One Author’s View on Revising Your Backlist

reading glasses-272399_640For those of us who have more than one published book in our resume, looking forward is only natural. The second book leads us toward the third, the fourth, the fifth. But the first? Old news, maybe even ancient history. Why revisit that first effort when so many new stories are beckoning?

There are actually a couple of good reasons.

Recently I took the time to re-read one of my earliest books. I wrote it over 30 years ago and have re-read it periodically, but the last time was several years ago. I figured I’d probably catch a few more typos, and I have, but I’ve caught more than that. I’ve found some huge honkin’ errors.

The book is a western and takes place in Arizona. When I wrote it, I lived in Oregon. Oh, yeah, I did research, but back then you had to buy individual books (or borrow from the library) for research. It wasn’t as easy or as affordable as now, when I can easily access zillions of free resources and I can check and crosscheck with just a few mouse clicks. Back then, I did what I felt was good research — good enough, at least.


I wrote about a fort in the Arizona wilderness and very dutifully mentioned the wooden stockade that we have all seen surrounding every fort in every John Wayne movie. Only problem is, now that I live in Arizona I know that no forts here had stockades.


For one thing, wood is not a common commodity in the more arid parts of the state. Except for the higher elevation areas around northern Flagstaff and the eastern White Mountains, our trees tend to be small, scrubby, and straggly. Not good stockade material at all, plus much more valuable as firewood. Added to that, stockades were not necessary; no Indians ever attacked an Arizona fort.


Forts were where the soldiers were. Soldiers had guns. The Indians in Arizona raided settlers who lived out in isolated areas, places where they could easily round up cattle and horses and drive them off without much opposition. Why challenge soldiers when settlers were easy marks?

So back to my book with this glaring error. Luckily for me, most people probably would not recognize it as such unless they knew their Arizona history. But know I now, so I need to fix it.

The second reason to revisit and revise the backlist has nothing to do with errors and everything to do with growth. I’m not the same person I was 30 years ago. I’ve changed, matured, experienced a few things. And I’ve learned a lot more about the craft of writing.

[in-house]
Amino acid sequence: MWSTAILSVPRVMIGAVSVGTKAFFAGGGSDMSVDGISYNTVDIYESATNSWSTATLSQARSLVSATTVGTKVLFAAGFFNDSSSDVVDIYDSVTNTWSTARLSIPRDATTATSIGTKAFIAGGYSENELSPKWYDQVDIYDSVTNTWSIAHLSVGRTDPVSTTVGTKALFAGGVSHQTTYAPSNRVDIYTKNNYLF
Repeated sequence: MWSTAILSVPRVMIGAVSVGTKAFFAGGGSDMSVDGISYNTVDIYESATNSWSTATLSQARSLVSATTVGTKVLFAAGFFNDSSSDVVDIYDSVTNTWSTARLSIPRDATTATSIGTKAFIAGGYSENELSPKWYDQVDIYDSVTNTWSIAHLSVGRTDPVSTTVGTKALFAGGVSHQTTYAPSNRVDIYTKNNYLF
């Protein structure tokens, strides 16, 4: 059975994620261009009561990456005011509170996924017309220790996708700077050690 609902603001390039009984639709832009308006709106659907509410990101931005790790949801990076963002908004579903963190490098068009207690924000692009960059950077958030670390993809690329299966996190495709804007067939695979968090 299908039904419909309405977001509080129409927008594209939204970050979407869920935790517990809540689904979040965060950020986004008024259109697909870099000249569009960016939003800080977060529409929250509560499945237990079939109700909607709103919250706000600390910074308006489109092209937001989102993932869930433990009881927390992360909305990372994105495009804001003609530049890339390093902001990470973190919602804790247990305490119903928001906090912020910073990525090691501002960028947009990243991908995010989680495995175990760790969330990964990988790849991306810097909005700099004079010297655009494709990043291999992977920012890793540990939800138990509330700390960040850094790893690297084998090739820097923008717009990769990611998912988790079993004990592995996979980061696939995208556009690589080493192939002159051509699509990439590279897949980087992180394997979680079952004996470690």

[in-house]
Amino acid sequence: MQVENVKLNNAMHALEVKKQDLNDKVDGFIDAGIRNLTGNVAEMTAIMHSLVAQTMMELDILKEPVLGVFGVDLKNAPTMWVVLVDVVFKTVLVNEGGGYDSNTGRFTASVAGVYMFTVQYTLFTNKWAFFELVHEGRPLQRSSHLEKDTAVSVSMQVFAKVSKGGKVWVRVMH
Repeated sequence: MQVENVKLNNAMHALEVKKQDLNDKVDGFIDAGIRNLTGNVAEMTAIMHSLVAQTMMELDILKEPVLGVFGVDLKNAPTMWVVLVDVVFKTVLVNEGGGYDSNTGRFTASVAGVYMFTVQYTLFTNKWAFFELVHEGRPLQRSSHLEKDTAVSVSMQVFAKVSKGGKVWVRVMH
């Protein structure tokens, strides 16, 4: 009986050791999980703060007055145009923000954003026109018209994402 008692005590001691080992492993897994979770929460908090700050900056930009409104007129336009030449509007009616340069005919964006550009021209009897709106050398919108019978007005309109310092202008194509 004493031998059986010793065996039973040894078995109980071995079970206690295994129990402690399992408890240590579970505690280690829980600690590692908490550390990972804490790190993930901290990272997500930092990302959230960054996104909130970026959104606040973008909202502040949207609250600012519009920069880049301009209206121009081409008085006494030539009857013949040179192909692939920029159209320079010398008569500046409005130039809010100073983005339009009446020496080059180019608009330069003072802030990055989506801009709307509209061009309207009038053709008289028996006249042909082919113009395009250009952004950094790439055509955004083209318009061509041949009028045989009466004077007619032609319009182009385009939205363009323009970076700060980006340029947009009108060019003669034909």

I read some of my sentences and just cringe. Clichés are sprinkled through. Some sentence structure is clunky and needs reordering; pronoun confusion sneaks in. There’s some obvious head-hopping going on in places. There are even some philosophical issues that seemed normal 30 years ago, but I feel differently about them now. There’s absolutely no question that if I wrote the book today — starting from scratch — I’d write a very different book.

However, that’s not what I plan to do. The book is what it is, and I would venture to say that I will not change 95% of it. I’ll fix the typos, fix the errors, and do some light editing, but beyond that, the book is sound and I’m happy with it. The story is solid and the characters are well defined. It’s not a train wreck, and for that I am grateful. But it’s a little like digging out a favorite trinket that was carefully packed away, only to find that there’s a chip on one edge and the shine is gone from the finish. It just needs a little TLC to bring it back to better condition… at least for a few more years.

Until I re-read it again.

Author: Melissa Bowersock

Melissa Bowersock is an eclectic, award-winning author who writes in a variety of fiction and non-fiction genres. She has been both traditionally and independently published and lives in a small community in northern Arizona. Learn more about Melissa from her Amazon author page and her blog.

24 thoughts on “One Author’s View on Revising Your Backlist”

  1. This is something that I’ve been doing with a couple of my earlier works – fixing, polishing, and giving them better covers. However, I’m reluctant to admit that they aren’t decades old. They’re actually only 3-4 years old.

    1. Bruce, I think it’s less about how old the book is and more about how much we’ve learned and grown as writers. The fact that you’re doing this already puts you ahead of the curve as far as I’m concerned.

  2. I’m champing at the bit to rewrite/polish my first novel, and I only published the darn thing two years ago. It’s funny how you can think that your first novel is ready, when it really isn’t. The more you write, the more you learn–and the more you learn, you realize that “good” just isn’t good enough!

    Thanks for the relevant post, Melissa.

    1. Thanks, Linda. I’m guessing the book was fine at the time, but you’re looking at it with new eyes and a more experienced mind. The thing is, there never seems to be a finish line when it comes to books. There’s just the finish–for now.